By Sebastien Lai
Is Guimaras a Paradise island untouched by the sins of consumerism? The answer would be no.
Ones first impressions might be that the beaches are, for some parts littered in rubbish, and just as in most developing countries there is little to no irrigation. First impressions are important but if you use it to pass judgment then you would be left in a world of black and white, stuck somewhere between anger and disappointment. It is the thousands of little things that makes a place unique and beautiful. The lost church on top of the mountain, the mosaic of melted candles under the statue of the Virgin Mary, the thousands of wishes and prayers those melted candles would have signified.
Sometimes even the smallest gesture of kindness can light up your day, like a smile from an unknown stranger that you might never see again. It is a nice surprise when you can walk through a seemingly unpopulated area to suddenly find a crowd of people playing basketball and in a little stall by the corner, a lady grilling the undesirable parts of a chicken. The parts that, only if you gave it a try, would you realise how wonderful they are, what food and indeed life has to offer.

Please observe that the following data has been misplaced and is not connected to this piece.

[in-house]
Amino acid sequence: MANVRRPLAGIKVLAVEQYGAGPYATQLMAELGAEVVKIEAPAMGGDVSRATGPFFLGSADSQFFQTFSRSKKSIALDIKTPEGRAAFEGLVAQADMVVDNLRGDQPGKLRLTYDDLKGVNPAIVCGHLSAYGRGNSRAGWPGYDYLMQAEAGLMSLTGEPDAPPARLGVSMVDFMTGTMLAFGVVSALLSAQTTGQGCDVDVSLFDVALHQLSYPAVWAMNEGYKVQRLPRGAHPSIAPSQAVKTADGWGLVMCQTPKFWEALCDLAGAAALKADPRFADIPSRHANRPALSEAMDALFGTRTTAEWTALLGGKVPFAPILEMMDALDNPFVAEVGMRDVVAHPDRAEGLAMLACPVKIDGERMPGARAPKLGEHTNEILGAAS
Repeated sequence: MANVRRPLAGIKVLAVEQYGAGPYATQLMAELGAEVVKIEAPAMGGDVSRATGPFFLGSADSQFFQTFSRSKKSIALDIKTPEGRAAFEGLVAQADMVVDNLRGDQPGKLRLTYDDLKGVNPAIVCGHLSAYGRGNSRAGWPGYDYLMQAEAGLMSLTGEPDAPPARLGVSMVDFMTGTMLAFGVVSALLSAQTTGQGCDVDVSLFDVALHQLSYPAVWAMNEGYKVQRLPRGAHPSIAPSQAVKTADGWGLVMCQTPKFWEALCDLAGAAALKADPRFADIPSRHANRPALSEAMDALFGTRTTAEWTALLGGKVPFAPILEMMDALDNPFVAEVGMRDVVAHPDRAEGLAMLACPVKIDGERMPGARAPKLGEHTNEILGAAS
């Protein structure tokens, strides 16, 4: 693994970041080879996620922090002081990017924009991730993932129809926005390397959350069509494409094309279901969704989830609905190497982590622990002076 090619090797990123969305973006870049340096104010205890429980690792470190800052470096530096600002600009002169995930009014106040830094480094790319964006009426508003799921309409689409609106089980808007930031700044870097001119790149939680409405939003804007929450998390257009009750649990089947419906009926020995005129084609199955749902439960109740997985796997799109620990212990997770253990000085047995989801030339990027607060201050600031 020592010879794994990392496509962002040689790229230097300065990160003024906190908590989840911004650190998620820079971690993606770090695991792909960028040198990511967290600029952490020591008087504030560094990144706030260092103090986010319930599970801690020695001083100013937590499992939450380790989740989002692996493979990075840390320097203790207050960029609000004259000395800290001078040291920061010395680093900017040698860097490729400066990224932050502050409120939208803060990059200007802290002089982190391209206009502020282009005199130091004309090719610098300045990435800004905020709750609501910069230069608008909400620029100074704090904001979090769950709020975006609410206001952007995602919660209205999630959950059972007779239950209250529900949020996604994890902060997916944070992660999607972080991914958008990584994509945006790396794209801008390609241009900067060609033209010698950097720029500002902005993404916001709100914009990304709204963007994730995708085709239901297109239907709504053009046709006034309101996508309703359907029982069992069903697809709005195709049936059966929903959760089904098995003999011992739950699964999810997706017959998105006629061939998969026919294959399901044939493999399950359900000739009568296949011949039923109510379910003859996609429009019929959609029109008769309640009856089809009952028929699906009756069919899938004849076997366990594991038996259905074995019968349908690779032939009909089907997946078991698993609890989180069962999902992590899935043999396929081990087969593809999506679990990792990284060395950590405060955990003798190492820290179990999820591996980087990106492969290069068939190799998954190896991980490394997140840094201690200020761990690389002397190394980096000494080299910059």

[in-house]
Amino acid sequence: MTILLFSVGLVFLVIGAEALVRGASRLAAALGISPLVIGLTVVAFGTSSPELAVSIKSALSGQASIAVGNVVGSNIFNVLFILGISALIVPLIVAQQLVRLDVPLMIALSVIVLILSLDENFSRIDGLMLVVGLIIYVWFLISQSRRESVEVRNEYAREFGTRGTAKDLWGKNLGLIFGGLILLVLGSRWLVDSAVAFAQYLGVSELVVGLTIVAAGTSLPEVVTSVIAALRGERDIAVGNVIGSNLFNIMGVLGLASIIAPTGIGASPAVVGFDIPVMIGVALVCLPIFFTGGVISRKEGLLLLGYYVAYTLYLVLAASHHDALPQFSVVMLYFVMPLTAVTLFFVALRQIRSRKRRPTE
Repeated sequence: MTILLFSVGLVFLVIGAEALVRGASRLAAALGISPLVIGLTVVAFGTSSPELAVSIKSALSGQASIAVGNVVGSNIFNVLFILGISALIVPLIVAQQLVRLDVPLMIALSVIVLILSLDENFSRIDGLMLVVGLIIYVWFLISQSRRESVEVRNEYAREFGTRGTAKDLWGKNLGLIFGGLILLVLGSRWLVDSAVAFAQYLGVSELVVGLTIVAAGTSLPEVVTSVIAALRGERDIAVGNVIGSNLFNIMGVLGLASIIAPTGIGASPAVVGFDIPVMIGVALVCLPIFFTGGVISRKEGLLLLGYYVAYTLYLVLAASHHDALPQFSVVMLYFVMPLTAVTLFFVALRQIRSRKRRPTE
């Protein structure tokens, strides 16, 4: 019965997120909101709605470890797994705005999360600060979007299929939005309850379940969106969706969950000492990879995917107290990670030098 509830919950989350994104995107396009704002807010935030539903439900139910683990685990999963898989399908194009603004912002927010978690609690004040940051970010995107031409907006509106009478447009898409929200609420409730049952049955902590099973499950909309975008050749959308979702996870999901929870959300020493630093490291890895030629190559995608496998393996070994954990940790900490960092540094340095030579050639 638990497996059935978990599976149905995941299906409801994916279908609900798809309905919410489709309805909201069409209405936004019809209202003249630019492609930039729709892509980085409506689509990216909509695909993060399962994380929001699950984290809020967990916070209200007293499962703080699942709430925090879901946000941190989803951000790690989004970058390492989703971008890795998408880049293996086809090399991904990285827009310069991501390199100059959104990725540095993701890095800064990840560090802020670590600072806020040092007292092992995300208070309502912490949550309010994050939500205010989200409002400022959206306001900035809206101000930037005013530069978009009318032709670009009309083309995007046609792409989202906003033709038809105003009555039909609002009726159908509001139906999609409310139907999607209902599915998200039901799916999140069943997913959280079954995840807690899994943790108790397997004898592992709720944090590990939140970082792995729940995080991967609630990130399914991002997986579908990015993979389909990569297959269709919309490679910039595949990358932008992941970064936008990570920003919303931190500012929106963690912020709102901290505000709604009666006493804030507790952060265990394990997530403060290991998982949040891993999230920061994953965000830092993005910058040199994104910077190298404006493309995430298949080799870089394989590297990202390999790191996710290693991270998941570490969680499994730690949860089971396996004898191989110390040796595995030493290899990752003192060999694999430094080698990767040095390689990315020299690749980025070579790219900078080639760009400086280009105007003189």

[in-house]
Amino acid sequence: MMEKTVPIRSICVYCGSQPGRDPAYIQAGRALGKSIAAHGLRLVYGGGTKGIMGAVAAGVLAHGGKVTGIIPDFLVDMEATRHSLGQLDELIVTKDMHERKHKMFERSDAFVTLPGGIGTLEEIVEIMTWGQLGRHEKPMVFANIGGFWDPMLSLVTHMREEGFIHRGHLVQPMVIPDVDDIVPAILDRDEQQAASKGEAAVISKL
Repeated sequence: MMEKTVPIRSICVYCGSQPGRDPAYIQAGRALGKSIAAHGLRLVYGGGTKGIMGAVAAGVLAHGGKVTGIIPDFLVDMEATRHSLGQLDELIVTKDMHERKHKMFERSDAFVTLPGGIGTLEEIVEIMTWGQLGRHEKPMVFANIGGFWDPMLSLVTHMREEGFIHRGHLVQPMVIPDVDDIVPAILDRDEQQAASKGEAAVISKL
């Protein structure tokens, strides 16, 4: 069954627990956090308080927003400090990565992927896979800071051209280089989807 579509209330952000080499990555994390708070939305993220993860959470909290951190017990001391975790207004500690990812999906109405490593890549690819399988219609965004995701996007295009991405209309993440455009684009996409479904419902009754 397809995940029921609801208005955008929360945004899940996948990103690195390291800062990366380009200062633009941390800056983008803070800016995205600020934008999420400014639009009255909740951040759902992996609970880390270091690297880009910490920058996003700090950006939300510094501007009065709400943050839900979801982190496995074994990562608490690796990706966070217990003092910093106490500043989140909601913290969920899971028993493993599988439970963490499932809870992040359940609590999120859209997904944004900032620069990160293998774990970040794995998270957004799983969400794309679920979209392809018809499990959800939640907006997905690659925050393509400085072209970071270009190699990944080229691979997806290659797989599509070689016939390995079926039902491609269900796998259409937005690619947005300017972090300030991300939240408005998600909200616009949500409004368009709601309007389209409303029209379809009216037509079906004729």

Being able to buy a kilo of the mangos off a street stall while waiting for a group mate who is trying to find his phone that dropped out of the motorcycle onto the road can really stop boredom from setting in. The mangos are, by the way, wonderful on this island, in every bite you feels like Mother Nature is letting you on a secret that only a few people know.
From the sign of the cross that the tricycle driver does right before going into a busy intersection and how every time you enter someone’s house you are treated to food and drinks, I am looking forward for the days to come and the people I will meet on Guimaras.